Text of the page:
And so there is no news to report about Auschwitz. There is merely the compulsion to write something about it, a compulsion that grows out of a restless feeling that to have visited Auschwitz and then turned away without having said or written anything would somehow be a most grievous act of discourtesy to those who died here.

Brzezinka and Oswiecim are very quiet places now; the screams can no longer be heard. The tourist walks silently, quickly at first to get it over with and then, as his mind peoples the barracks and the chambers and the dungeons and flogging posts, he walks draggingly. The guide does not say much either, because there is nothing much for him to say after he has pointed.

For every visitor, there is one particular bit of horror that he knows he will never forget. For some it is seeing the rebuilt gas chamber at Oswiecim and being told that this is the ”small one.” For others it is the fact that at Brzezinka, in the ruins of the gas chambers and the crematoria the Germans blew up when they retreated, there are daisies growing.

There are visitors who gaze blankly at the gas chambers and the furnaces because their minds simply cannot encompass them, but stand shivering before the great mounds of human hair behind the plate glass window or the piles of babies’ shoes or the brick cells where men sentenced to death by suffocation were walled up.

One visitor opened his mouth in a silent scream simply at the sight of boxes – great stretches of three-tiered wooden boxes in the women’s barracks. They were about six feet wide, about three feet high, and into them from five to ten prisoners were shoved for the night. The guide walks quickly through the barracks. Nothing more to see here.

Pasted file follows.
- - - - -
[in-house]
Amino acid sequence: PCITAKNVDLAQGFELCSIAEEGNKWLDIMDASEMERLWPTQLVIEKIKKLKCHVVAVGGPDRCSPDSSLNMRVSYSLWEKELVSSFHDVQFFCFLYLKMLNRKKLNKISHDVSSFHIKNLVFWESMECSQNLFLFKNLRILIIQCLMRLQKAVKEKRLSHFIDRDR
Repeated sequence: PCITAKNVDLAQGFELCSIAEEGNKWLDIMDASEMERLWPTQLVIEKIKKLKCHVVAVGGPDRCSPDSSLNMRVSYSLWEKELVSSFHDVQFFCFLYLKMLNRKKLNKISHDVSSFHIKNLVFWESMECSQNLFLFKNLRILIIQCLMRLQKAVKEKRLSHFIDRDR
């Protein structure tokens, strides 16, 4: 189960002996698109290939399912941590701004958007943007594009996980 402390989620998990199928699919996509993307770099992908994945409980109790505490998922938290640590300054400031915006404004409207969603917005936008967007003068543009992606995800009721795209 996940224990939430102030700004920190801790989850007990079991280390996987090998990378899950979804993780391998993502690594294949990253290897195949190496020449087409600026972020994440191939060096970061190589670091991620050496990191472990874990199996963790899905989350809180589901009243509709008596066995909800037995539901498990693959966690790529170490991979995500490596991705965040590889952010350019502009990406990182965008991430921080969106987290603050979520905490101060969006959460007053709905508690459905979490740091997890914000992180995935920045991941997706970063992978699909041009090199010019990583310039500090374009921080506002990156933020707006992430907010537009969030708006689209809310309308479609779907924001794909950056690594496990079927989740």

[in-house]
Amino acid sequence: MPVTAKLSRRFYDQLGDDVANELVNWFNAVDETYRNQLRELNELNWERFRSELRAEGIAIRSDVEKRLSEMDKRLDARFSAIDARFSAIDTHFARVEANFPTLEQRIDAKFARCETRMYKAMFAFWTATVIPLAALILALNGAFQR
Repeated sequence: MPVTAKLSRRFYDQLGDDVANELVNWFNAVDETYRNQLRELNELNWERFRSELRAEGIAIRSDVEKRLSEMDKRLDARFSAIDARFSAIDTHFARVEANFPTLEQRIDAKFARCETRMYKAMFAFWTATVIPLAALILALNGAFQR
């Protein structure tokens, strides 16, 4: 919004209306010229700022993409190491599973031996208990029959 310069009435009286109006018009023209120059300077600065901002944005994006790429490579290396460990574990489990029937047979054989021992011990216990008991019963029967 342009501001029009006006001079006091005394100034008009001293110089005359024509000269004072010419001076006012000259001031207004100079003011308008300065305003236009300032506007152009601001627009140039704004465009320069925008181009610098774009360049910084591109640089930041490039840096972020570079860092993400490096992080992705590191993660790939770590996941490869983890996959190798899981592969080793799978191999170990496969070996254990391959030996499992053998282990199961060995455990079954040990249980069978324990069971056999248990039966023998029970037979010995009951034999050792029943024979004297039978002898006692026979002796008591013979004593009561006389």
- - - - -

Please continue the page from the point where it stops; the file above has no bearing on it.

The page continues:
A brick building where sterilization experiments were carried out on women prisoners. The guide tries the door – it’s locked. The visitor is grateful that he does not have to go in, and then flushes with shame.

A long corridor where rows of faces stare from the walls. Thousands of pictures, the photographs of prisoners. They are all dead now, the men and women who stood before the cameras, and they all knew they were to die.

They all stare blank-faced, but one picture, in the middle of a row, seizes the eye and wrenches the mind. A girl, 22 years old, plumply pretty, blonde. She is smiling gently, as at a sweet, treasured thought. What was the thought that passed through her young mind and is now her memorial on the wall of the dead at Auschwitz?

Into the suffocation dungeons the visitor is taken for a moment and feels himself strangling. Another visitor goes in, stumbles out and crosses herself. There is no place to pray at Auschwitz.